Mother's love tested by hijack suspect's innocence claim
PARIS LETTER: Only a mother could love Zacarias Moussaoui as Aicha el-Wafi does. Despite a US Grand Jury indictment on six counts of conspiracy in the September 11th attacks, despite evidence that her son was - as French newspapers call him - "a terrorist apprentice", Mrs el-Wafi hopes against hope that Zacarias will somehow still fulfil his promise to her and prove his innocence, writes Lara Marlowe.
Mrs el-Wafi travelled to Alexandria, Virginia last week, but decided not to visit her son in prison because his lawyers feared he might say something incriminating. She waited in a hotel room while Zacarias (33) appeared in court on January 2nd.
"The television kept showing the World Trade Centre in flames with my son's picture beside it. I realised the building I saw from my hotel window was his prison and I thought I would die." The imprisoned man wrote to his mother in October. "In the name of God the merciful . . ." began his only missive since he was arrested on an immigration offence in August. "About the American story, do not worry. I didn't do anything and I shall prove it when the time comes."
Does she believe him, I asked Mrs el-Wafi in a telephone call to the southern French town of Narbonne where she lives. "How could a mother not believe her own son at such a time?" she said. "He might lie to everyone else, but never to me."
The evidence against him, a US justice official admitted to Newsweek magazine, is "all circumstantial".
But it nonetheless looks bad for Moussaoui. At the second flight school he attended in Minnesota, he raised suspicions by saying he only wanted to know how to fly a Boeing airliner - without learning how to take off or land.Telephone records show that Moussaoui talked with the owner of the apartment in Germany inhabited by Mohammed Atta, believed to have been the main hijacker in the attack on the World Trade Centre.
In the same month, he telephoned Ramzi bin al-Shibh, a Yemeni who is wanted as a suspected member of al-Qaeda. Al-Shibh had wired $14,000 to help pay for Mr Moussaoui's flying lessons. When the FBI finally examined Mr Moussaoui's computer memory after September 11th, they found data about crop-dusting and spreading pesticides in the wind.
None of this explains why Moussaoui apparently had no contact with the 19 hijackers who died on September 11th. Or why, in an operation staged with evil genius, they would have enlisted such a clumsy recruit. "He didn't listen to anything," a flight instructor at Moussaoui's first school in Oklahoma told Le Monde. "He hung onto the controls for dear life. And yet he still talked about piloting commercial aircraft - it was incredible."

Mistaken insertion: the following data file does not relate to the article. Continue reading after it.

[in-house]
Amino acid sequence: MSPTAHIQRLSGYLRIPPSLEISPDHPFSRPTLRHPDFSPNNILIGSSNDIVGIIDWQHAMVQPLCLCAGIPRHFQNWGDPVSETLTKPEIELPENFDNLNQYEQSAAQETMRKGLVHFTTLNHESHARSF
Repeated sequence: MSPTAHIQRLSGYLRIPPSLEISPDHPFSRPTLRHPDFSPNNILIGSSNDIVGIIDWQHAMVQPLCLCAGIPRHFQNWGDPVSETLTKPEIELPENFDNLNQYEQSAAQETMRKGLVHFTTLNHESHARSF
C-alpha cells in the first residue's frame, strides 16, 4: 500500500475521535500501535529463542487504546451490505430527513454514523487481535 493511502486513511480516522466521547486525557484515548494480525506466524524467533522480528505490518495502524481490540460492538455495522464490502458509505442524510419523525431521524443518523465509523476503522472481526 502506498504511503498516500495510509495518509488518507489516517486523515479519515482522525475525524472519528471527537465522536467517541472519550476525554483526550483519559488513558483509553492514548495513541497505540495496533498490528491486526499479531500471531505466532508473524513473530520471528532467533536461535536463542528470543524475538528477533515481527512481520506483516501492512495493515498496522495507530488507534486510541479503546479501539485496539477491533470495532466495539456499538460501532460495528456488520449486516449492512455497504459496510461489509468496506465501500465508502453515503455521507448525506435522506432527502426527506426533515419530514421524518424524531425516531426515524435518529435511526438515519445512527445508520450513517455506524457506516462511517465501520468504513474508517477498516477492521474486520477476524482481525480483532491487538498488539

Behind Moussaoui's arraignment lies another story, of a divorced mother's desperate attempts to give her children a good life in a country where - despite the fact that they were born in France and hold French passports - Zacarias is invariably referred to as "a Frenchman of Moroccan origin".
When she was 14 years old, Aicha el-Wafi was married in Morocco to a man she did not love. He took her to France, where he worked as a mason. She had four children, two boys and two girls, of whom Zacarias is the youngest. The Moussaouis divorced in 1970 when Zacarias was two years old. Mrs el-Wafi worked as a seamstress, a cleaner and an errand lady to support her children. Their father broke off all contact.
Mrs el-Wafi's relations with her sons soured in 1990, when a cousin named Fawzia arrived from Morocco, saying that Islam forbade men from doing housework and instructed them to take four wives. Zacarias and his older brother, Abd Samad, moved out and Abd Samad married Fawzia.
Zacarias was bitter that French education authorities initially made him study electricity instead of preparing for his baccalauréat. "It's good enough for an Arab," Mrs el-Wafi swears she heard through a door. As a teenager, Zacarias had a European girlfriend. "The other boys called him 'dirty negro' and 'dirty Arab'. Her father didn't want her to go out with him. He was very hurt. I'd tell him: 'It's nothing. You're not a negro'. I'd kiss him and say, 'You're handsome and I love you.' I didn't realise the danger."
Of Zacarias's eight-year stay in London - during which he reportedly travelled several times to Afghanistan - Mrs el-Wafi knew only of a diploma in business studies and a photograph of her son wearing a mortarboard and graduation robes.
Before March 29th, the US prosecutor will announce whether he will seek the death penalty in Moussaoui's trial, which is scheduled to start next October. Mrs el-Wafi is pessimistic. "They can't find bin Laden and Mullah Omar, so they found an Arab and they'll kill him, to calm people down," she says.